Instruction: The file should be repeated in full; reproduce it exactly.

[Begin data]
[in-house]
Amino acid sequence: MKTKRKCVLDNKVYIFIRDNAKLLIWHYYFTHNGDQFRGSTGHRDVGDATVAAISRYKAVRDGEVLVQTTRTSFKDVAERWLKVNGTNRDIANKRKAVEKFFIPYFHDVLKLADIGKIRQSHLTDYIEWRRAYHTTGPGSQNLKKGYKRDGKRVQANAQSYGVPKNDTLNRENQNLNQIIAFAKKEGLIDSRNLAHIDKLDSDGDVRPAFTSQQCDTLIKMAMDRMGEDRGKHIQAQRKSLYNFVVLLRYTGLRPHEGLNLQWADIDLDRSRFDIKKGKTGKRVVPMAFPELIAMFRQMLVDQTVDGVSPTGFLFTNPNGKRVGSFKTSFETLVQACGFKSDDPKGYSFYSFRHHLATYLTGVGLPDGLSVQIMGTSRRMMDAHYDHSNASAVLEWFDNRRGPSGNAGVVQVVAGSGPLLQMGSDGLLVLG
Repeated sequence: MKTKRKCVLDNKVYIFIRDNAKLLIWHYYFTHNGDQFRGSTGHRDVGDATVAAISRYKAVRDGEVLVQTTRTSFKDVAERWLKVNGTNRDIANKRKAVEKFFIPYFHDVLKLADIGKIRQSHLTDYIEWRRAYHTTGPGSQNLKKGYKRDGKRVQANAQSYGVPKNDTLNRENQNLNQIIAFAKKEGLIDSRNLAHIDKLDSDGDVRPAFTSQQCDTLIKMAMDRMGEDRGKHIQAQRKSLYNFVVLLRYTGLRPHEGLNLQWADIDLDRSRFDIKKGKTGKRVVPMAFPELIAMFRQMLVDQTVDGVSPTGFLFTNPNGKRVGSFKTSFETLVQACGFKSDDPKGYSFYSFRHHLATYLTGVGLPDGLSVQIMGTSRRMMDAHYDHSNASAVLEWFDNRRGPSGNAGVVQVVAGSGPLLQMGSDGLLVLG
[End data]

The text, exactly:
[in-house]
Amino acid sequence: MKTKRKCVLDNKVYIFIRDNAKLLIWHYYFTHNGDQFRGSTGHRDVGDATVAAISRYKAVRDGEVLVQTTRTSFKDVAERWLKVNGTNRDIANKRKAVEKFFIPYFHDVLKLADIGKIRQSHLTDYIEWRRAYHTTGPGSQNLKKGYKRDGKRVQANAQSYGVPKNDTLNRENQNLNQIIAFAKKEGLIDSRNLAHIDKLDSDGDVRPAFTSQQCDTLIKMAMDRMGEDRGKHIQAQRKSLYNFVVLLRYTGLRPHEGLNLQWADIDLDRSRFDIKKGKTGKRVVPMAFPELIAMFRQMLVDQTVDGVSPTGFLFTNPNGKRVGSFKTSFETLVQACGFKSDDPKGYSFYSFRHHLATYLTGVGLPDGLSVQIMGTSRRMMDAHYDHSNASAVLEWFDNRRGPSGNAGVVQVVAGSGPLLQMGSDGLLVLG
Repeated sequence: MKTKRKCVLDNKVYIFIRDNAKLLIWHYYFTHNGDQFRGSTGHRDVGDATVAAISRYKAVRDGEVLVQTTRTSFKDVAERWLKVNGTNRDIANKRKAVEKFFIPYFHDVLKLADIGKIRQSHLTDYIEWRRAYHTTGPGSQNLKKGYKRDGKRVQANAQSYGVPKNDTLNRENQNLNQIIAFAKKEGLIDSRNLAHIDKLDSDGDVRPAFTSQQCDTLIKMAMDRMGEDRGKHIQAQRKSLYNFVVLLRYTGLRPHEGLNLQWADIDLDRSRFDIKKGKTGKRVVPMAFPELIAMFRQMLVDQTVDGVSPTGFLFTNPNGKRVGSFKTSFETLVQACGFKSDDPKGYSFYSFRHHLATYLTGVGLPDGLSVQIMGTSRRMMDAHYDHSNASAVLEWFDNRRGPSGNAGVVQVVAGSGPLLQMGSDGLLVLG